And so to the second part of the story, the timing of which was both unfortunate and destructive. Through an acquaintance, Septyni recently met someone who had just arrived  from Aceh – a man who was looking for a job and a place to stay. Ever-helpful to all people, regardless of their origins or faith, Septyni gave him helpful advice about job-seeking strategies and about settling in to Bali life.

She helped him to find accommodation at her kost, where there was a room available for rent. She guided him in his search for ads for job vacancies, and helped him to find a motorbike to rent. And when his rented bike developed mechanical issues and became difficult to ride, she even lent him her own bike and rode his faulty bike herself. He was a neighbour now, and in her view, one should help thier neighbours.

She didn’t pay much attention to his pronouncements that he was “a good Muslim”, because in her mind, a person’s faith is a personal matter between them and their god, and irrelevant to most normal human interactions. So as a Christian, and as a good person, she helped him, not because she wanted anything from him, but because that’s the sort of person she is.

And then this bastard, who called himself “Adang”, repaid her kindness by waiting until she had inadvertently left her room unlocked while using the shower at the other end of the building, sneaking into her room, and stealing 400,000 Rupiah and some of her books, leaving her with insufficient money to pay her rent or buy food. By the time she had finished her shower, he had disappeared for good – no doubt to find someone else to rip off.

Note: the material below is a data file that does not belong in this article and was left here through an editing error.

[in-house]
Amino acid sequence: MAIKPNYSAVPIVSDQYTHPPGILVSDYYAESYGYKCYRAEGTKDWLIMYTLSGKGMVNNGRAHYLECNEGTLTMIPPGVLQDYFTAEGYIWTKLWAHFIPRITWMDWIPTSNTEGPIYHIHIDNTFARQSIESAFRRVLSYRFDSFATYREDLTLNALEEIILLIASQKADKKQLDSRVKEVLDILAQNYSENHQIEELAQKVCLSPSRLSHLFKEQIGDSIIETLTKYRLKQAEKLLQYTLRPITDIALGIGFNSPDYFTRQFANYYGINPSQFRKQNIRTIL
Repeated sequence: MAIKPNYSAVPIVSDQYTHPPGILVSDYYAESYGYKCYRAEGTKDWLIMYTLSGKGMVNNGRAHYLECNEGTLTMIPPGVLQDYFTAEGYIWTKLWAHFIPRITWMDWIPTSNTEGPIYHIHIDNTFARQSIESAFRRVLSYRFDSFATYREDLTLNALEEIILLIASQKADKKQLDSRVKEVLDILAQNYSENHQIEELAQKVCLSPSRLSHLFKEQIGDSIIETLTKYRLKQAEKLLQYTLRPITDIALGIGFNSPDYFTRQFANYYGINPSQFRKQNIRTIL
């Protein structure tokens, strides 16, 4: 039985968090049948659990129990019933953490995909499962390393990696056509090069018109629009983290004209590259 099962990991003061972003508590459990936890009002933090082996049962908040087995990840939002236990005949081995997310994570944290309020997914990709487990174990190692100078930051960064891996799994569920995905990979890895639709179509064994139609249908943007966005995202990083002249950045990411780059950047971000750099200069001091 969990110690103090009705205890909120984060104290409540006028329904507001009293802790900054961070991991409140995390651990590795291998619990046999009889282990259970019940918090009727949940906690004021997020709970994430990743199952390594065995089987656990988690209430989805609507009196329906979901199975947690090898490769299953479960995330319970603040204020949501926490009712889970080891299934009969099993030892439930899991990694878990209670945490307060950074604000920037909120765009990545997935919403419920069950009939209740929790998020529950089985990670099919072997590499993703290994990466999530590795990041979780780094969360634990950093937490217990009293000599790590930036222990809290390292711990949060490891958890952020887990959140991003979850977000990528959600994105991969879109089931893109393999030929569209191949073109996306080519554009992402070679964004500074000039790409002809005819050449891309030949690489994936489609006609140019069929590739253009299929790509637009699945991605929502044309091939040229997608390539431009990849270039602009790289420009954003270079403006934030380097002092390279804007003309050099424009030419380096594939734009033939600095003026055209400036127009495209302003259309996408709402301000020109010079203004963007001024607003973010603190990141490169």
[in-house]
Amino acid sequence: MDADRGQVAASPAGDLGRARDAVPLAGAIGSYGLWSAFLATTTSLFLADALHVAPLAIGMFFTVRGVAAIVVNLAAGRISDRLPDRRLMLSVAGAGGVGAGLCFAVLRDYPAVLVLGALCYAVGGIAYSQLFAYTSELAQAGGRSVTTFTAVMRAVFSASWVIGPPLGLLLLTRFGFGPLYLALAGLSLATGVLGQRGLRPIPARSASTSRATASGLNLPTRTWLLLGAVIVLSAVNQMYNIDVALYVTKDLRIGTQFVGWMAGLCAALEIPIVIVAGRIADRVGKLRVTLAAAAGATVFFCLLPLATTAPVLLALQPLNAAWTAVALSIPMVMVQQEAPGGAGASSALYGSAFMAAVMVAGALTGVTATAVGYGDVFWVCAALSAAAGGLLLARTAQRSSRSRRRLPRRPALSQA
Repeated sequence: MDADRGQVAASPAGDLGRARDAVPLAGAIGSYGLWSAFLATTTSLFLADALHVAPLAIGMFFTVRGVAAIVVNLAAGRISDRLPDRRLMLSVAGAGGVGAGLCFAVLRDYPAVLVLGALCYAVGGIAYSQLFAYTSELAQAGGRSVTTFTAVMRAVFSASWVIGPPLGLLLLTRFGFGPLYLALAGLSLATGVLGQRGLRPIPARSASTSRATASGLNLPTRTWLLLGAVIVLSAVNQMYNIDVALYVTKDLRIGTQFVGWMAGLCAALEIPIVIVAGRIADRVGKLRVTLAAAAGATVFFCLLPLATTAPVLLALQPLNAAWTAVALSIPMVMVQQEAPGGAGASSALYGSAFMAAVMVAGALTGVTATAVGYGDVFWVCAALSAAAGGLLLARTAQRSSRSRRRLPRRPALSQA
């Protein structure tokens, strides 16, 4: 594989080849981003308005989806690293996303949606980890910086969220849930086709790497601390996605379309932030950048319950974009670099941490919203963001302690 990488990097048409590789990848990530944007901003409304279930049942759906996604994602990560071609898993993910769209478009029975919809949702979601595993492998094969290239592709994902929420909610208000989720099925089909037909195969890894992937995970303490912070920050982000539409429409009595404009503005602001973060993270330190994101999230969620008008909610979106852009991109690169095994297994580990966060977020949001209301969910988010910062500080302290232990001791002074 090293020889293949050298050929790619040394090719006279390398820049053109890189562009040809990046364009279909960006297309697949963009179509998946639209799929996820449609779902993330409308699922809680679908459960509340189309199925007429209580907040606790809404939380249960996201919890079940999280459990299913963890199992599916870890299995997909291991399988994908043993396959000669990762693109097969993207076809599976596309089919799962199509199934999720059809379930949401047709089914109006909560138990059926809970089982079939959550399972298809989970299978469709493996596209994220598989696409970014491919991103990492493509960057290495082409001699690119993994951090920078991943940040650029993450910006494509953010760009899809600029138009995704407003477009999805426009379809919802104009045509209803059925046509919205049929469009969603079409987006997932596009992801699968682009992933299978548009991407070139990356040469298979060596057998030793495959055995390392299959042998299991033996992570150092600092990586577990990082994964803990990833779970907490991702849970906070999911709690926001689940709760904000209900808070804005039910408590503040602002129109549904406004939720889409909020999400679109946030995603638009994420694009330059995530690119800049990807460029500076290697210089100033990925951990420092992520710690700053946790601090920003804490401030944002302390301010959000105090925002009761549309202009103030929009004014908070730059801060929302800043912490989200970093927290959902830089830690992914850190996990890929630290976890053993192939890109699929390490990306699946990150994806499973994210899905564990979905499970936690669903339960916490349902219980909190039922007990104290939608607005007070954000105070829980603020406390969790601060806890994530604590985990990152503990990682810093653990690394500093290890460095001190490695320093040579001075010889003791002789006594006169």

Her sister’s forced eviction and her experience with this opportunistic thief were two events that occurred within days of each other. As a result, this kind, tolerant woman now has a deep antipathy towards Muslims – perhaps unwarranted on the basis of only two incidents – but wholly understandable given the very personal nature of her experiences.

She is now on the brink of becoming intolerant – a state of mind previously completely foreign to her, but now precipitated by the appalling behaviour of some people, who just happen to be Muslim. Each new anti-social event she experiences in Indonesia, each new example of religious bigotry, will continue to water the seeds of her intolerance until they produce the same toxic flowers of hate and misunderstanding that we see growing every day elsewhere throughout the archipelago.

The government should do something to stop this rot, instead of promoting it as they are doing, despite their weasel words to the international community. And maybe the vast mass of tolerant Muslims should reclaim their once-vaunted reputation for friendliness and hospitality by opposing those in power who continue to promote Muslim supremacy over all others.

Because if they don’t, the situation will only get worse – and Indonesia will implode.

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Lombokschwitz, Indonesia’s Ahmadi Shame